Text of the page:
Why is there a tiny hole in airplane windows?

The hole in the bottom of your airplane window is actually a very important safety feature. It's all-too-easy to let your mind wander when you're confined to a tiny box of space while hurtling 40,000 feet in the air at hundreds of miles per hour, but rest assured: every single window on the airplane has the same hole. More officially, it's called a breather hole and it's used to regulate the amount of pressure that passes between the window's inner and outer panes. In short, the system ensures that the outer pane bears the most pressure so that if there were a situation that caused added strain on the window, it's the outside panel that gives out (meaning you can still breathe). As shown in the Boeing 737 maintenance manual (the most widely produced jet airliner in aviation history), the window structure consists of three layers of acrylic – a tough, transparent and flexible resin – although only two of them have an actual structural function.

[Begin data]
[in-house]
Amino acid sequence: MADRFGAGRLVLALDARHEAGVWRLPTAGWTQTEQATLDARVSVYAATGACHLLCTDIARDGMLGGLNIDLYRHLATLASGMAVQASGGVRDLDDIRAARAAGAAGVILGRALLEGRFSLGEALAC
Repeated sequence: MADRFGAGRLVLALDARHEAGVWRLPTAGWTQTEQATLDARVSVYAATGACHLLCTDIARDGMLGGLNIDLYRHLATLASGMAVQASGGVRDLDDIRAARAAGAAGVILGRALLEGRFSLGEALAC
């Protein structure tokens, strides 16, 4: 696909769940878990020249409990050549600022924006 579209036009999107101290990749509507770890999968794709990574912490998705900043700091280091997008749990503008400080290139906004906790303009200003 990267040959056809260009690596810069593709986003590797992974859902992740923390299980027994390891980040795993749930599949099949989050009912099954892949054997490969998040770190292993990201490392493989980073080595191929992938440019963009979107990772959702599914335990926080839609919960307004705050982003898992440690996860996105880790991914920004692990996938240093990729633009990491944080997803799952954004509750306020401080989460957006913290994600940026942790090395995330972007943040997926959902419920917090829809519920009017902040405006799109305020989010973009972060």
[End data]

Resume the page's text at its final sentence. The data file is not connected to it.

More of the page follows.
As can be noted in the diagram shown above, the breather hole is located in the middle layer of the window. This little puncture acts as a bleed valve ensuring that the pressure between the last two layers and the cabin always remains the same. This is necessary as a way of preserving the middle layer (the extra safety one) so it is only exposed to severe pressure differences in cases of emergency – that is, if the last layer the window is fractured in some way.

Furthermore, any possible cracks in the outermost layer of the window is enough to justify an emergency landing – even if the middle layer is fully capable, in principle, to maintain the appropriate cabin pressure conditions

The breather hole also serves to prevent freezing and fogging between the outer layers of the window.